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The History of Ireland from the Reformation to the Union
Robert Hassencamp,E a Robinson
Podgląd niedostępny - 2015
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Strona 81 - I am persuaded that this is a righteous judgment of God upon these barbarous wretches, who have imbrued their hands in so much innocent blood ; and that it will tend to prevent the effusion of blood for the future. Which are the satisfactory grounds to such actions, which otherwise cannot but work remorse and regret.
Strona 150 - Were not the people of Ireland born as free as those of England? How have they forfeited their freedom? Is not their Parliament as fair a representative of the people as that of England? And hath not their Privy Council as great or a greater share in the administration of publick affairs?
Strona 151 - The remedy is wholly in your own hands, and therefore I have digressed a little in order to refresh and continue that spirit so seasonably raised among you, and to let you see that, by the laws of GOD, of NATURE, of NATIONS, and of your COUNTRY, you ARE and OUGHT to be as FREE a people as your brethren in England.
Strona 326 - Yet I do not give up the country. I see her in a swoon, but she is not dead. Though in her tomb she lies helpless and motionless, still there is on her lips a spirit of life, and on her cheek a glow of beauty Thou art not conquered; beauty's ensign yet Is crimson in thy lips and in thy cheeks, And death's pale flag is not advanced there.
Strona 115 - IT is a melancholy object to those who walk through this great town, or travel in the country, when they see the streets, the roads, and cabin doors, crowded with beggars of the female sex, followed by three, four, or six children, all in rags, and importuning every passenger for an alms.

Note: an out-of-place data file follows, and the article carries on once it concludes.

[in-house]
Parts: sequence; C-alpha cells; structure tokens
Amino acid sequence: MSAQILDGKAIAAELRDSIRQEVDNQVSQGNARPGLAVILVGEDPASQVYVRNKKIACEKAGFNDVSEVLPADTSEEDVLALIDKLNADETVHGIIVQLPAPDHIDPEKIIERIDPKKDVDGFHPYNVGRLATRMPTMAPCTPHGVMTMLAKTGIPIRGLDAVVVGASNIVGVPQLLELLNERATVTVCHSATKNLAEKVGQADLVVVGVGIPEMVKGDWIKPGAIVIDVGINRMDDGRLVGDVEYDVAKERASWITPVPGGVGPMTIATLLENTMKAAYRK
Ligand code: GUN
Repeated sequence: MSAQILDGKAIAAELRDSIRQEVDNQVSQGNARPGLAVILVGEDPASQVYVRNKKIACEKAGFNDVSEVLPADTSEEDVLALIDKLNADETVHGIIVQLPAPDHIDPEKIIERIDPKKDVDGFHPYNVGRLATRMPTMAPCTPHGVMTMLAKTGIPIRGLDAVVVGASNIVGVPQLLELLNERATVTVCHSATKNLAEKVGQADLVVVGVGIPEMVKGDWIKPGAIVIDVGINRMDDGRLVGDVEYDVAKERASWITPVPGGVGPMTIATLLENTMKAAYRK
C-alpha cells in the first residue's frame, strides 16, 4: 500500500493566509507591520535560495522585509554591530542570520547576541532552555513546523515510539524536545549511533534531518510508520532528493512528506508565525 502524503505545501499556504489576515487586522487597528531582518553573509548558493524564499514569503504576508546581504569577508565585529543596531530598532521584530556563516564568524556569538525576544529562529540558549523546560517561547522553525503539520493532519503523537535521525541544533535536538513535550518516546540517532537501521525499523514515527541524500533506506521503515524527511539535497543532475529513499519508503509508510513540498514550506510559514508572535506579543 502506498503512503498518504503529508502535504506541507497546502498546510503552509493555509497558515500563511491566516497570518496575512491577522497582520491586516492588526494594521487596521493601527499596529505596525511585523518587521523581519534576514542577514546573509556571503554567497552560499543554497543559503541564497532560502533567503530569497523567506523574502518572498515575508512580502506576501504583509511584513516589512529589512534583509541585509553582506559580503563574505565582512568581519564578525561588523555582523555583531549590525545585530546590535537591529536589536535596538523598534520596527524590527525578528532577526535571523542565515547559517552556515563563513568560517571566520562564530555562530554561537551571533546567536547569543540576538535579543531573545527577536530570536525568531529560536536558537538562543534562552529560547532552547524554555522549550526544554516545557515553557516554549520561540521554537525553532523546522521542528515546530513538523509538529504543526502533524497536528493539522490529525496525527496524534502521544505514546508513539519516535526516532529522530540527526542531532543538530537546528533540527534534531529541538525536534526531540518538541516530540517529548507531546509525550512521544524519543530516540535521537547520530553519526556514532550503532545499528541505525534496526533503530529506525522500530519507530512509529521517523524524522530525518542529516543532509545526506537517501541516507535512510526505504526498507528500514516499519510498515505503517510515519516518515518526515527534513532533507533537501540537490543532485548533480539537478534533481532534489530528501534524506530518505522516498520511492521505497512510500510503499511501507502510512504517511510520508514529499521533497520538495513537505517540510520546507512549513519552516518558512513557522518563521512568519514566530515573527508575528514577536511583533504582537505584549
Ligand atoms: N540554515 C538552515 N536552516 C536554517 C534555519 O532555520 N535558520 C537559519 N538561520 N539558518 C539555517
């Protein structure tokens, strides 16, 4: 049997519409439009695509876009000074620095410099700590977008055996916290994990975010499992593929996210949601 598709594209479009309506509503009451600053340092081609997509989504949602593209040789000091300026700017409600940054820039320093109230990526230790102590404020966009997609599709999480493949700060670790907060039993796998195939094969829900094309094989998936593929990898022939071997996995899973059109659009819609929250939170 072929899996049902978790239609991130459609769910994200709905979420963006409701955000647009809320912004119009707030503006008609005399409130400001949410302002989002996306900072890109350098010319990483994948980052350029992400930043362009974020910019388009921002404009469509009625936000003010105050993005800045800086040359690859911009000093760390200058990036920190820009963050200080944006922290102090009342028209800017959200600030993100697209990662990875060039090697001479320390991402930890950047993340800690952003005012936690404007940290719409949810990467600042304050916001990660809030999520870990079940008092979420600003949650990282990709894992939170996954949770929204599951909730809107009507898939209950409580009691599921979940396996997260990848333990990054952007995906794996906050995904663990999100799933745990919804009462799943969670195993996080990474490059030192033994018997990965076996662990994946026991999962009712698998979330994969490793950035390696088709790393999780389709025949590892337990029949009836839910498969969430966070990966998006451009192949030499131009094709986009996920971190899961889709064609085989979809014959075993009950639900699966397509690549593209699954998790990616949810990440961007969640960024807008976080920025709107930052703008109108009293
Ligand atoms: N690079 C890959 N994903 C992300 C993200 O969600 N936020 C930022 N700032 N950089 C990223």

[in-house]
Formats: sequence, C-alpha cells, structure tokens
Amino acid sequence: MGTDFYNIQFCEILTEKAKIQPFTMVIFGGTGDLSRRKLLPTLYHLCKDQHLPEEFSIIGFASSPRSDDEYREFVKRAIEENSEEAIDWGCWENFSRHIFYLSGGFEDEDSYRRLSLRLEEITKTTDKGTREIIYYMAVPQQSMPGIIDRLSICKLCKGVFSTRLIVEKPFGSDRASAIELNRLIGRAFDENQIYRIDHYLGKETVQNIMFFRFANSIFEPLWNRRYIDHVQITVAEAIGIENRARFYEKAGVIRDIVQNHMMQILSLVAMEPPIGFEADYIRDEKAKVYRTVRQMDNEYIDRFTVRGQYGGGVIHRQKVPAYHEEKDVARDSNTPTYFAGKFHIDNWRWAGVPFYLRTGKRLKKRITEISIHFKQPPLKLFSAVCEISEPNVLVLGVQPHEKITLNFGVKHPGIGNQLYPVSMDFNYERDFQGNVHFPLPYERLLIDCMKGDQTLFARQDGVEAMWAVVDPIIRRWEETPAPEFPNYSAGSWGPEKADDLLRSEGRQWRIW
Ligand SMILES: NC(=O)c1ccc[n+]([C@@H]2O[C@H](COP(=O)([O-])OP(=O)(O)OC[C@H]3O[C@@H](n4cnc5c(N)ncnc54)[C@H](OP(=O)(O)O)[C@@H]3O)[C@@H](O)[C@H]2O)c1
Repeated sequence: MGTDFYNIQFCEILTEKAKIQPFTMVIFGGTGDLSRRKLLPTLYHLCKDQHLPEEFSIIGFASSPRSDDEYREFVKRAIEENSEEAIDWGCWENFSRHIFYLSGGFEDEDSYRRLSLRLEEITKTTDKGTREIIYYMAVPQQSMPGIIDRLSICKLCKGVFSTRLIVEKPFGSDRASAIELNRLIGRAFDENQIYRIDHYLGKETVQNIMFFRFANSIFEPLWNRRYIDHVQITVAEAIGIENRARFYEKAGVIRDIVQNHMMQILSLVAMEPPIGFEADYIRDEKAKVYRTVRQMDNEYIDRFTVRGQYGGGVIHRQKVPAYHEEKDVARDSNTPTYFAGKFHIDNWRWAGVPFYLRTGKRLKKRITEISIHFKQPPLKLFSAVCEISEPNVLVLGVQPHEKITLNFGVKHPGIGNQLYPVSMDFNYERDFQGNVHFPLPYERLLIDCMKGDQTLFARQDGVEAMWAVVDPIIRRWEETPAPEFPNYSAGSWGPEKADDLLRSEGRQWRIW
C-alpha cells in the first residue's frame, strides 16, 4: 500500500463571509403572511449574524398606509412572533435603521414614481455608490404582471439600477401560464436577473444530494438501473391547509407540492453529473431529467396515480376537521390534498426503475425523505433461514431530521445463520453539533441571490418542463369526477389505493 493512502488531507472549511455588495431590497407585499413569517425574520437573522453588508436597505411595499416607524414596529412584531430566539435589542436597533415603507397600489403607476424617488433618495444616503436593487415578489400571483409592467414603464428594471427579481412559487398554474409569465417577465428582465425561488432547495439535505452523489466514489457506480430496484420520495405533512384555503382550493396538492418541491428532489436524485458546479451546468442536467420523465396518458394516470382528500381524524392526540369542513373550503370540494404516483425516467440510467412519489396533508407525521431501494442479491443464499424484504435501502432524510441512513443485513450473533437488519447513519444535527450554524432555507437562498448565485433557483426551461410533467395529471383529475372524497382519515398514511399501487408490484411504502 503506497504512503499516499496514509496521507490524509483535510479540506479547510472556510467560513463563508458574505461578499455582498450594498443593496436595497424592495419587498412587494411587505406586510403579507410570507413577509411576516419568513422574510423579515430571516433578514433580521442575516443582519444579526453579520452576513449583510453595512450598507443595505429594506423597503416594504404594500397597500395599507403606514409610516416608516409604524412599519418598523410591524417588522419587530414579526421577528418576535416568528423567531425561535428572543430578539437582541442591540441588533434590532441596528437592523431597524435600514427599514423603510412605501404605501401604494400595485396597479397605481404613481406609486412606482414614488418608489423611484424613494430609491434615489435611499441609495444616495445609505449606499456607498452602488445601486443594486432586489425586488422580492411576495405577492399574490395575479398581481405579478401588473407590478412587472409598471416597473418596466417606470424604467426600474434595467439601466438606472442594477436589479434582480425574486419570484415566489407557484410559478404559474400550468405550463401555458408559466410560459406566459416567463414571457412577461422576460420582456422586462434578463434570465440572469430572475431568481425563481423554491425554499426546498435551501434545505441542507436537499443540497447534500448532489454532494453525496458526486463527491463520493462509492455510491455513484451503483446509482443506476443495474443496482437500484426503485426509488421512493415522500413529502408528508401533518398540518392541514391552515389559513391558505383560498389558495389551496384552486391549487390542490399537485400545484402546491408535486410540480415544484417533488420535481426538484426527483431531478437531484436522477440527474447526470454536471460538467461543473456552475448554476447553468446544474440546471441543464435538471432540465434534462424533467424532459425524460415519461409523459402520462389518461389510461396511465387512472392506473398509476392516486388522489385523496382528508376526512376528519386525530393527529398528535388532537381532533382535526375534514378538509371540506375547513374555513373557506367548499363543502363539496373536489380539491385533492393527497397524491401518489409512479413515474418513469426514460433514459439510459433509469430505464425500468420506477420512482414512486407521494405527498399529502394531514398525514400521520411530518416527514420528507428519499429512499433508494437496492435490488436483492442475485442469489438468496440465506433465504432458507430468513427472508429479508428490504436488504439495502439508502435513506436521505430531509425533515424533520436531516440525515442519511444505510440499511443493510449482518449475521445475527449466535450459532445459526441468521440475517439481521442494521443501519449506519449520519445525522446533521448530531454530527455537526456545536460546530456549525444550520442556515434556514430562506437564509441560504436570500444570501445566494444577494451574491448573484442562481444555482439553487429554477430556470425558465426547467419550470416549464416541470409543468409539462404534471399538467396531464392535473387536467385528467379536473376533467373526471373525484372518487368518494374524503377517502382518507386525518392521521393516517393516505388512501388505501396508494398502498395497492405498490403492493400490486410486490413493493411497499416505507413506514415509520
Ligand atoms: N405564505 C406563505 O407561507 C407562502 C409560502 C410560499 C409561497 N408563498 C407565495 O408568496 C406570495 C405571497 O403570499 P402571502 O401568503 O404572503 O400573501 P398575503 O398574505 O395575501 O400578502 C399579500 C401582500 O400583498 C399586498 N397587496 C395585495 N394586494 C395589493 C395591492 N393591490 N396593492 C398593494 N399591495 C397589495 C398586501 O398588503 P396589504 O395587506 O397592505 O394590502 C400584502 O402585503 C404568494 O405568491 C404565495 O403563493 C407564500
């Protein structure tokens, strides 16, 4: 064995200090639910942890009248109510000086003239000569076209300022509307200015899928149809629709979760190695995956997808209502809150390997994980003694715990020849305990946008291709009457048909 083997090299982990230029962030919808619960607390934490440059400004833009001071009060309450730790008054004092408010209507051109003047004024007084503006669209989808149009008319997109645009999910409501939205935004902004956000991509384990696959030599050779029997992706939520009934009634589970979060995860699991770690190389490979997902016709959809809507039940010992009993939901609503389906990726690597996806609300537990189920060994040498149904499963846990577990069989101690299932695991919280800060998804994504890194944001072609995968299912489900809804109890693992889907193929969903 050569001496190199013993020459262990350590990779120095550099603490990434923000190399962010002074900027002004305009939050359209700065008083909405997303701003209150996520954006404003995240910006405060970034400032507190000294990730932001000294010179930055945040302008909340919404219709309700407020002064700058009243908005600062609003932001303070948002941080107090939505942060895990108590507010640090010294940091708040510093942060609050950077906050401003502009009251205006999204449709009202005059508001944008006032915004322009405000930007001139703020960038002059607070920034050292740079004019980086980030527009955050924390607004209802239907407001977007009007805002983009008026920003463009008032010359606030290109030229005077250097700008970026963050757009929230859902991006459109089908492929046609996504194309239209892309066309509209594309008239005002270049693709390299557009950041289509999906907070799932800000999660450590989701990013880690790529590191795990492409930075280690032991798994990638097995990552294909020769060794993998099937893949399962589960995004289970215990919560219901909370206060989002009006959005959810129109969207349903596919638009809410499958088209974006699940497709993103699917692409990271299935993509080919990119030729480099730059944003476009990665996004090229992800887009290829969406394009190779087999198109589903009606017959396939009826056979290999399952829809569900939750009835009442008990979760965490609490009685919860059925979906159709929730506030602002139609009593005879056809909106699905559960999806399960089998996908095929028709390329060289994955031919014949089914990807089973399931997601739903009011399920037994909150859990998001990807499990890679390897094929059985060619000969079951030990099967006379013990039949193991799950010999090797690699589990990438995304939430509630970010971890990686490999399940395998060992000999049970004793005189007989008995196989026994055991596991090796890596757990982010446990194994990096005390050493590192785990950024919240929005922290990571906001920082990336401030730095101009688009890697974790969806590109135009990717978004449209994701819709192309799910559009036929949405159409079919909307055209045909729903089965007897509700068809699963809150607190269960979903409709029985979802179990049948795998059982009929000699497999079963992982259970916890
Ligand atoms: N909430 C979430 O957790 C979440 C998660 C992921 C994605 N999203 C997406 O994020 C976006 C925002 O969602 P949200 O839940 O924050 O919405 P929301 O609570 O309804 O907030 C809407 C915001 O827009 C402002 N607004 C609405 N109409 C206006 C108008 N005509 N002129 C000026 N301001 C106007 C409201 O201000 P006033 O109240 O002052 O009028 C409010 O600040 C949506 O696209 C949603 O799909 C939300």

Strona 222 - I am now to address a free people: ages have passed away, and this is the first moment in which you could be distinguished by that appellation.
Strona 218 - That as Men and as Irishmen, as Christians and as protestants, we rejoice in the relaxation of the Penal Laws against our Roman Catholic fellow-subjects, and that we conceive the measure to be fraught with the happiest consequences to the union and prosperity of the inhabitants of Ireland.
Strona 320 - My occupation is now of the most unpleasant nature — negotiating and jobbing with the most corrupt people under heaven. I despise and hate myself every hour for engaging in such dirty work, and am supported only by the reflection that without an union the British Empire must be dissolved.
Strona 92 - ... raised throughout the kingdom, purchases made by one from another at very valuable rates, and jointures made upon marriages, and all other conveyances and settlements executed, as in a kingdom at peace within itself, and where no doubt could be made of the validity of titles.